The retina is a thin layer of light sensitive tissue on the back wall of the eye. The optical system of the eye focuses light on the retina much like light is focused on the film in a camera. The retina translates that focused image into neural impulses and sends them to the brain via the optic nerve. Occasionally, posterior vitreous detachment, injury or trauma to the eye or head may cause a small tear in the retina. The tear allows vitreous fluid to seep through it under the retina, and peel it away like a bubble in wallpaper.
- Rhegmatogenous retinal detachment – A rhegmatogenous retinal detachment occurs due to a break in the retina that allows fluid to pass from the vitreous space into the subretinal space between the sensory retina and the retinal pigment epithelium. Retinal breaks are divided into three types - holes, tears and dialyses. Holes form due to retinal atrophy especially within an area of lattice degeneration. Tears are due to vitreoretinal traction. Dialyses which are very peripheral and circumferential may be either tractional or atrophic, the atrophic form most often occurring as idiopathic dialysis of the young.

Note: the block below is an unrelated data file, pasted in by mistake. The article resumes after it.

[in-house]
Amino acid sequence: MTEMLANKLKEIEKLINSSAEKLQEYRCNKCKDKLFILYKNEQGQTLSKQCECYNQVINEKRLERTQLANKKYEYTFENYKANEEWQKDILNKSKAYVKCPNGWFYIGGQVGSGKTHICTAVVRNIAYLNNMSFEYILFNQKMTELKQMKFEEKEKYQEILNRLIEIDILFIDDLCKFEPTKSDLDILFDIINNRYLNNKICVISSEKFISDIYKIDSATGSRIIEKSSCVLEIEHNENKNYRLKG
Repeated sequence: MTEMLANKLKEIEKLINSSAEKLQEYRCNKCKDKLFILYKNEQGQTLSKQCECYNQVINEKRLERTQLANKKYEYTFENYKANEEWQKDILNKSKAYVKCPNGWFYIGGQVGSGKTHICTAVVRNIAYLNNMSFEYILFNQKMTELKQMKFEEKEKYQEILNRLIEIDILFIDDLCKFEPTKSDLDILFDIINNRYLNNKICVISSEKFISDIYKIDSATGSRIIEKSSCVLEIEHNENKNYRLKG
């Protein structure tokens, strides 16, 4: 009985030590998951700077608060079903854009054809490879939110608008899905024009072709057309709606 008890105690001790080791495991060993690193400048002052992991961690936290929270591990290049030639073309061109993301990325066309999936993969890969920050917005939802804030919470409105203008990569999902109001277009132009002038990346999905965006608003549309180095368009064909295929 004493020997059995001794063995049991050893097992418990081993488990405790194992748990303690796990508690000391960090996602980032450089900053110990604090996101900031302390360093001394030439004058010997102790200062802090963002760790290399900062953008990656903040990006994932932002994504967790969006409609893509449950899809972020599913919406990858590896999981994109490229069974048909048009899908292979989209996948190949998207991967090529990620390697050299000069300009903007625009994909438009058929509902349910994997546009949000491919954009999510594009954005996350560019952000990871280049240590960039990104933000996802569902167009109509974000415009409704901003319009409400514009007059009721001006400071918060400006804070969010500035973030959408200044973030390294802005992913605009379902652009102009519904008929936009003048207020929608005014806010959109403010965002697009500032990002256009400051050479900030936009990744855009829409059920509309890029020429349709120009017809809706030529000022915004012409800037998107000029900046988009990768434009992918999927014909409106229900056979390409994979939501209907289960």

- Exudative, serous, or secondary retinal detachment – An exudative retinal detachment occurs due to inflammation, injury or vascular abnormalities that results in fluid accumulating underneath the retina without the presence of a hole, tear, or break. In evaluation of retinal detachment it is critical to exclude exudative detahment as surgery will make the situation worse not better. Although rare, exudative retinal detachment can be caused by the growth of a tumor on the layers of tissue beneath the retina, namely the choroid. This cancer is called a choroidal melanoma.
- Tractional retinal detachment – A tractional retinal detachment occurs when fibrous or fibrovascular tissue, caused by an injury, inflammation or neovascularization, pulls the sensory retina from the retinal pigment epithelium.
A minority of retinal detachments result from trauma, including blunt blows to the orbit, penetrating trauma, and concussions to the head. A retrospective Indian study of more than 500 cases of rhegmatogenous detachments found that 11% were due to trauma, and that gradual onset was the norm, with over 50% presenting more than one month after the inciting injury.